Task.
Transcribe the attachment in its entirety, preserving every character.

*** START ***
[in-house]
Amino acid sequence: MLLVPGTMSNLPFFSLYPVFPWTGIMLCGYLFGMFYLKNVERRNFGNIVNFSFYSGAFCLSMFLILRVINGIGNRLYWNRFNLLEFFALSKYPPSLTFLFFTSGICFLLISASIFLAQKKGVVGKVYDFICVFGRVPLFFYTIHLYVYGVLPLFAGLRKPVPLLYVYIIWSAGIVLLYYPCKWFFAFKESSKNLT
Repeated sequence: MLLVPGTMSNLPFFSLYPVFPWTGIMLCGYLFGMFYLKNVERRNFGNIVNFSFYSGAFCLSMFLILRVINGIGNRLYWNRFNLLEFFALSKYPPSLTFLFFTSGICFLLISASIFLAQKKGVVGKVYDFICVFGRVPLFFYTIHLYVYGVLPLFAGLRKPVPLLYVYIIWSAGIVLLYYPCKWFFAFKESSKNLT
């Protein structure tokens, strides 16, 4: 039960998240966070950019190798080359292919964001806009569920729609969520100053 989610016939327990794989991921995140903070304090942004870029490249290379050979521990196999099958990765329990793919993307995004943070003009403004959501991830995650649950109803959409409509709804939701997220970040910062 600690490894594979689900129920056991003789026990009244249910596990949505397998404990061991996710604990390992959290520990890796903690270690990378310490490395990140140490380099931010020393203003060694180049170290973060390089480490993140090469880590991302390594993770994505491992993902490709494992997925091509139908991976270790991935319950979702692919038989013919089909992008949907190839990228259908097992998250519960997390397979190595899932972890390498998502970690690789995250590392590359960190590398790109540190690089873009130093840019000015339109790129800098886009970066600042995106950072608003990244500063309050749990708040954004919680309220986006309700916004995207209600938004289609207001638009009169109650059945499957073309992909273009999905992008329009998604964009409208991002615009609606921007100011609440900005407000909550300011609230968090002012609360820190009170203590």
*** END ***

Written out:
[in-house]
Amino acid sequence: MLLVPGTMSNLPFFSLYPVFPWTGIMLCGYLFGMFYLKNVERRNFGNIVNFSFYSGAFCLSMFLILRVINGIGNRLYWNRFNLLEFFALSKYPPSLTFLFFTSGICFLLISASIFLAQKKGVVGKVYDFICVFGRVPLFFYTIHLYVYGVLPLFAGLRKPVPLLYVYIIWSAGIVLLYYPCKWFFAFKESSKNLT
Repeated sequence: MLLVPGTMSNLPFFSLYPVFPWTGIMLCGYLFGMFYLKNVERRNFGNIVNFSFYSGAFCLSMFLILRVINGIGNRLYWNRFNLLEFFALSKYPPSLTFLFFTSGICFLLISASIFLAQKKGVVGKVYDFICVFGRVPLFFYTIHLYVYGVLPLFAGLRKPVPLLYVYIIWSAGIVLLYYPCKWFFAFKESSKNLT
């Protein structure tokens, strides 16, 4: 039960998240966070950019190798080359292919964001806009569920729609969520100053 989610016939327990794989991921995140903070304090942004870029490249290379050979521990196999099958990765329990793919993307995004943070003009403004959501991830995650649950109803959409409509709804939701997220970040910062 600690490894594979689900129920056991003789026990009244249910596990949505397998404990061991996710604990390992959290520990890796903690270690990378310490490395990140140490380099931010020393203003060694180049170290973060390089480490993140090469880590991302390594993770994505491992993902490709494992997925091509139908991976270790991935319950979702692919038989013919089909992008949907190839990228259908097992998250519960997390397979190595899932972890390498998502970690690789995250590392590359960190590398790109540190690089873009130093840019000015339109790129800098886009970066600042995106950072608003990244500063309050749990708040954004919680309220986006309700916004995207209600938004289609207001638009009169109650059945499957073309992909273009999905992008329009998604964009409208991002615009609606921007100011609440900005407000909550300011609230968090002012609360820190009170203590």